Sorry!! The article you are trying to read is not available now.
Thank you very much;
you're only a step away from
downloading your reports.

Novartis' Multiple Sclerosis Drug Gilenia Poised for Approval


A panel of experts voted in June to recommend approval of the drug despite some small safety concerns, and the FDA will likely follow the decision.

On Tuesday, the landscape of the multiple sclerosis treatment sector is going to change dramatically -- at least in theory.

The FDA is set to make a decision on the approval of Novartis' (NVS) oral MS drug Gilenia by Tuesday, and in all likelihood, the drug will be approved. A panel of experts voted in June to recommend approval of the drug, despite some small safety concerns. While the FDA isn't required to follow the decisions of its panels, it often does (especially when the decision is unanimous).

Novartis is set to take a large chunk of the $11 billion multiple sclerosis market that already exists. (Analysts predict Gilenia could have sales of over $2 billion almost immediately, without any expansion to the current market.) If approved, Gilenia will be the first oral treatment for the disease that affects 2.5 million people worldwide. It will contend with injectibles from Biogen Idec (BIIB), Bayer, Merck KGaA, and Teva Pharmaceuticals (TEVA).

The one thing the Novartis drug has on its side is convenience. An oral drug would save MS patients a lot of unneeded pain and suffering caused by a daily injectible. Yet, convenience isn't enough. The drug has been proven to be more effective than a placebo, but has yet to prove itself to physicans against the tried and true treatments for the disease that are already on the market. This will be a big issue if the drug is to actually capture that $2 billion-worth of patients; it's likely that Gilenia will have a slow time penetrating the market as physicians see how effective it is compared with the injectible drugs already on the market -- like market leader Copaxone, made by Teva and Sanofi-Aventis (SNY).

Oppenheimer analysts expect that Copaxone will maintain its 40% market share and remarked in a recent investor note that Gilenia will likely be a second- or even third-line treatment as physicians assess possible side effects.

Novartis doesn't have long to put its mark on the oral MS market. The Swiss drugmaker has been battling with German pharmaceutical company Merck KGaA to get the first oral treatment to the masses and Merck isn't far behind.

In November, the FDA asked for more information from Merck KGaA regarding its MS pill cladribine. The German pharmaceutical company resubmitted the drug's application for approval with the FDA in early June. Both Gilenia and cladribine function in the same way to suppress immune system attacks on the body's own nervous system cells. If both drugs are approved, Gilenia would likely make it to market by the third quarter, while a priority review for Merck's drug would allow it to potentially come to market by the end of the year -- giving Gilenia only about three months to prove it's the superior treatment.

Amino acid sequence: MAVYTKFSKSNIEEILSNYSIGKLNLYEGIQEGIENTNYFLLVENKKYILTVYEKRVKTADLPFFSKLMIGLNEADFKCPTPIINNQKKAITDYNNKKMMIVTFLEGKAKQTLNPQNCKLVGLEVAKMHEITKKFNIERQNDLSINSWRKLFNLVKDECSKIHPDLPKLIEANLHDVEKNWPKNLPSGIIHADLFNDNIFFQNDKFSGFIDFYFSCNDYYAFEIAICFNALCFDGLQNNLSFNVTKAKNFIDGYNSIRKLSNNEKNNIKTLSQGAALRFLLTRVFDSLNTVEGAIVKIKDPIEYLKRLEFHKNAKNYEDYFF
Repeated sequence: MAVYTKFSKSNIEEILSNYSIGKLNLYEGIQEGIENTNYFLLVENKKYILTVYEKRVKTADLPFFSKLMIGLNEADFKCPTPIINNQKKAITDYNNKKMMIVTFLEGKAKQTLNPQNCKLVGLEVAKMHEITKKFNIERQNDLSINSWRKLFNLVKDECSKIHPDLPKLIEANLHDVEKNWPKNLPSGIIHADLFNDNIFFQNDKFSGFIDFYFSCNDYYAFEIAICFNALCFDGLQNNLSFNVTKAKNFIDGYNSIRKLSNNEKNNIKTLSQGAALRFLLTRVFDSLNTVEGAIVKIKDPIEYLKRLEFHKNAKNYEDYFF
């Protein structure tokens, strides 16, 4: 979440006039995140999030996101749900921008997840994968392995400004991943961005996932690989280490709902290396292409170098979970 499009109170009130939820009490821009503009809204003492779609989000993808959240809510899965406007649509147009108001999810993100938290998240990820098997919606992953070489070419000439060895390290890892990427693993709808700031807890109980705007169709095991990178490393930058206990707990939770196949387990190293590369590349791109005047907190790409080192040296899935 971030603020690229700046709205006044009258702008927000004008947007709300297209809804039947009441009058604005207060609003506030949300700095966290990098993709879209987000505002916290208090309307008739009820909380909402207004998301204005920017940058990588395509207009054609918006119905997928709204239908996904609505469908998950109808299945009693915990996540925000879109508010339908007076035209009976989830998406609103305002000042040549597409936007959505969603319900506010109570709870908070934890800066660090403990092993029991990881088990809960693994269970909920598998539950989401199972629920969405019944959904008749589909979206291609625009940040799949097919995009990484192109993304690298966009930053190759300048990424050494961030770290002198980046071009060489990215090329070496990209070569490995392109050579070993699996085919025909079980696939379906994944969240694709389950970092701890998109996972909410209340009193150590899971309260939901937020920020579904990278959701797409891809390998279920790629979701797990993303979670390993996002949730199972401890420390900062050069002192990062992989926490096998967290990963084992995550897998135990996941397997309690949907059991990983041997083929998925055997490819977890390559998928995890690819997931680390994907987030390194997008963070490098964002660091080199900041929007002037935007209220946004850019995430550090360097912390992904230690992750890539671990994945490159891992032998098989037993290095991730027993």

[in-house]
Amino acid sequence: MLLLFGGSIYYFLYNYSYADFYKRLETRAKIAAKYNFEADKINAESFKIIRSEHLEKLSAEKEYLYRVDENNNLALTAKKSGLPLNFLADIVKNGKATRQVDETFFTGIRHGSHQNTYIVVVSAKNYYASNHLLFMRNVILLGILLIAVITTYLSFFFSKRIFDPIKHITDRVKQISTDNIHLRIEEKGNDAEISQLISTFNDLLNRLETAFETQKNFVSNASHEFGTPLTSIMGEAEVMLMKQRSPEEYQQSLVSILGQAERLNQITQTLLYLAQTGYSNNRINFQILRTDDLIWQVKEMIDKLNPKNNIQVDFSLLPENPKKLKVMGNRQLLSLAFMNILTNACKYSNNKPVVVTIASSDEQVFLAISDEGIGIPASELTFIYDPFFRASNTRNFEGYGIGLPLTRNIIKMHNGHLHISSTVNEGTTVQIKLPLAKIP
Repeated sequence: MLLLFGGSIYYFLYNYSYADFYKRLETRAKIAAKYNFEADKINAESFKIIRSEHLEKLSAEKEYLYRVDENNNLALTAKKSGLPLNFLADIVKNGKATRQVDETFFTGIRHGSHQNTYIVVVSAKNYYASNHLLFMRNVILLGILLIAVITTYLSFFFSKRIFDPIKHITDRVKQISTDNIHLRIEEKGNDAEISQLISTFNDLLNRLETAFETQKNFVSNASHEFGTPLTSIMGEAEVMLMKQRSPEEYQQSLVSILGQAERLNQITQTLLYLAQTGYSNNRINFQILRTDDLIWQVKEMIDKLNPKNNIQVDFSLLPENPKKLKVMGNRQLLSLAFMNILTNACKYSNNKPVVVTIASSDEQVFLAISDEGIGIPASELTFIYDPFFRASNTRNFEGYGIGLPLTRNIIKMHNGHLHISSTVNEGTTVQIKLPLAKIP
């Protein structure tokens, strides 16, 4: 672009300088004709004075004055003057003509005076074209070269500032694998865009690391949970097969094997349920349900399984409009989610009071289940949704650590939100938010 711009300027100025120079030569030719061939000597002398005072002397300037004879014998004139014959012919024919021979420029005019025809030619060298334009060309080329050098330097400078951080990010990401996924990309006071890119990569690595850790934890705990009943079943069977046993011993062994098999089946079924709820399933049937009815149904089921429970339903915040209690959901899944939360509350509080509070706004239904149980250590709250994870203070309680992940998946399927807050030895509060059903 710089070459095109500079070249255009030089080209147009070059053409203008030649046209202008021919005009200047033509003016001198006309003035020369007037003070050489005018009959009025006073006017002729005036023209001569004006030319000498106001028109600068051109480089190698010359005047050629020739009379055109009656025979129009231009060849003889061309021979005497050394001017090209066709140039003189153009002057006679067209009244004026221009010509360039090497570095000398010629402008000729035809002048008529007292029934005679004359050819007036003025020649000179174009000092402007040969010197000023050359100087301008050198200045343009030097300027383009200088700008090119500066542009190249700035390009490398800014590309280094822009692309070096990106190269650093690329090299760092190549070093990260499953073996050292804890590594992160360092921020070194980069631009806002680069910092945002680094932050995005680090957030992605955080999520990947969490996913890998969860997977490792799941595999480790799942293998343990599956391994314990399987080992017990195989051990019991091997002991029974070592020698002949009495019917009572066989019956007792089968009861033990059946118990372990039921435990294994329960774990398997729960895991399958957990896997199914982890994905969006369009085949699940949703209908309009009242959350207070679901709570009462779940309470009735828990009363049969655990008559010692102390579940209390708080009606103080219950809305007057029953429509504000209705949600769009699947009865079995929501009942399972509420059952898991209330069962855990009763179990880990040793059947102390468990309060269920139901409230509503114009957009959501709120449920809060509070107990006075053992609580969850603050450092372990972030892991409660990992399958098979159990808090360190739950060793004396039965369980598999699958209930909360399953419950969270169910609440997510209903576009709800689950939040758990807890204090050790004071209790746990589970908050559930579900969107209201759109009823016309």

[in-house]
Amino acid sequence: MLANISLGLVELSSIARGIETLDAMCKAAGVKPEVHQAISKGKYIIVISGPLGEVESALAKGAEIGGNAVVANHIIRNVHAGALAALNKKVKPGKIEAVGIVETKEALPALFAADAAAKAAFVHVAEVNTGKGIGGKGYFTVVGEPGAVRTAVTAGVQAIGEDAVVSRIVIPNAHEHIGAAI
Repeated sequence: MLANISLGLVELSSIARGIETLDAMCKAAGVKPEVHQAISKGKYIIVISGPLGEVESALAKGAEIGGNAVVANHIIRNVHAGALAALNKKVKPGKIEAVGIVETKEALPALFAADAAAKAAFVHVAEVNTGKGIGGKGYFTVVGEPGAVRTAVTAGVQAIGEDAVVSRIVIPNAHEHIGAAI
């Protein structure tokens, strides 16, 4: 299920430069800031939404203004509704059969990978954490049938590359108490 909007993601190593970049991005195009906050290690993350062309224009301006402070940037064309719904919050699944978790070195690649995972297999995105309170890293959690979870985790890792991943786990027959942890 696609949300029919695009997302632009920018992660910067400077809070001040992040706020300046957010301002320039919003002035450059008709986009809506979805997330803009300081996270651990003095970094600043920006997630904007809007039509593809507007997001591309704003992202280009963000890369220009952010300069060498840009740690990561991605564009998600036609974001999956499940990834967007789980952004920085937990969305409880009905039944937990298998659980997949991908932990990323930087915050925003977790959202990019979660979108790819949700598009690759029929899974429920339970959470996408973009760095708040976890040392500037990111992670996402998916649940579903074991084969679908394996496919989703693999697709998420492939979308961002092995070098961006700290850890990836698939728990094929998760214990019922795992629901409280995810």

Novartis' challenge won't end there though. Multiple-sclerosis treatments have been notorious for setbacks after launch -- just ask Biogen Idec. The company produces two of the best-selling MS drugs, but one of its treatments, Tysabri, has been plagued by the fact that on occasion, it has caused a rare brain disease. Tysabri was considered one of the most effect treatments to date, but shortly after its launch the serious side effect became known. The company reported in August that there have been a total of 63 cases of the brain disease worldwide, including 12 fatalities. Due to this serious issue, sales of Tysabri have always been disappointing.

Follow the markets all day every day with a FREE 14 day trial to Buzz & Banter. Over 30 professional traders share their ideas in real-time. Learn more.
< Previous
  • 1
Next >
No positions in stocks mentioned.

The information on this website solely reflects the analysis of or opinion about the performance of securities and financial markets by the writers whose articles appear on the site. The views expressed by the writers are not necessarily the views of Minyanville Media, Inc. or members of its management. Nothing contained on the website is intended to constitute a recommendation or advice addressed to an individual investor or category of investors to purchase, sell or hold any security, or to take any action with respect to the prospective movement of the securities markets or to solicit the purchase or sale of any security. Any investment decisions must be made by the reader either individually or in consultation with his or her investment professional. Minyanville writers and staff may trade or hold positions in securities that are discussed in articles appearing on the website. Writers of articles are required to disclose whether they have a position in any stock or fund discussed in an article, but are not permitted to disclose the size or direction of the position. Nothing on this website is intended to solicit business of any kind for a writer's business or fund. Minyanville management and staff as well as contributing writers will not respond to emails or other communications requesting investment advice.

Copyright 2011 Minyanville Media, Inc. All Rights Reserved.

Featured Videos